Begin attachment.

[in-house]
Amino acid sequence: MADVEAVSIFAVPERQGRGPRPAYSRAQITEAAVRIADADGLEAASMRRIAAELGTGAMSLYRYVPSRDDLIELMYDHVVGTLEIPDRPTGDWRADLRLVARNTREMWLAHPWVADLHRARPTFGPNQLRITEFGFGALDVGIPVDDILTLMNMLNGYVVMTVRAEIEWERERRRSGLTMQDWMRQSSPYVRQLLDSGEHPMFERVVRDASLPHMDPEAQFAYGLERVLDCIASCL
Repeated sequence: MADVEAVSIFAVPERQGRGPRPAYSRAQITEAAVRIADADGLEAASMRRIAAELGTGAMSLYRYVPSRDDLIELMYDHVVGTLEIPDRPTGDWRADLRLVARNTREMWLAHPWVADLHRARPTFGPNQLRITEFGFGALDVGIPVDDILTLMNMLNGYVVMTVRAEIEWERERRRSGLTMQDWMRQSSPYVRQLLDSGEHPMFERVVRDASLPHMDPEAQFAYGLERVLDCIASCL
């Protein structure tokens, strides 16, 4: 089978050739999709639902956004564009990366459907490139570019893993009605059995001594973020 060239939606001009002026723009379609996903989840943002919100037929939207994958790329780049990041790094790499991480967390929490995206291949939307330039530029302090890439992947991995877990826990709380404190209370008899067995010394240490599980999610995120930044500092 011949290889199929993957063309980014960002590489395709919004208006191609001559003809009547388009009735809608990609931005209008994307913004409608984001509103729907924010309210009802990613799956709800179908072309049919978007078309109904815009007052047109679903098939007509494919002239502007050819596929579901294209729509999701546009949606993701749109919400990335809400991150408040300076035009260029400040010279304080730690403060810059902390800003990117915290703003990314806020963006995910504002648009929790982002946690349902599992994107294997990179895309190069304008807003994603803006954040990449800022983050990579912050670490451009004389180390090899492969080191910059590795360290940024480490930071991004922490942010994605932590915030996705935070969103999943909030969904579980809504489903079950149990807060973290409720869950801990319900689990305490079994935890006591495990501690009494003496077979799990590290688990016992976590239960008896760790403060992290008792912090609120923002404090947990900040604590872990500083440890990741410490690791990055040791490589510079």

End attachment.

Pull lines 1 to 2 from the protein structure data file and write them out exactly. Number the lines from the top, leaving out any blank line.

[in-house]
Amino acid sequence: MADVEAVSIFAVPERQGRGPRPAYSRAQITEAAVRIADADGLEAASMRRIAAELGTGAMSLYRYVPSRDDLIELMYDHVVGTLEIPDRPTGDWRADLRLVARNTREMWLAHPWVADLHRARPTFGPNQLRITEFGFGALDVGIPVDDILTLMNMLNGYVVMTVRAEIEWERERRRSGLTMQDWMRQSSPYVRQLLDSGEHPMFERVVRDASLPHMDPEAQFAYGLERVLDCIASCL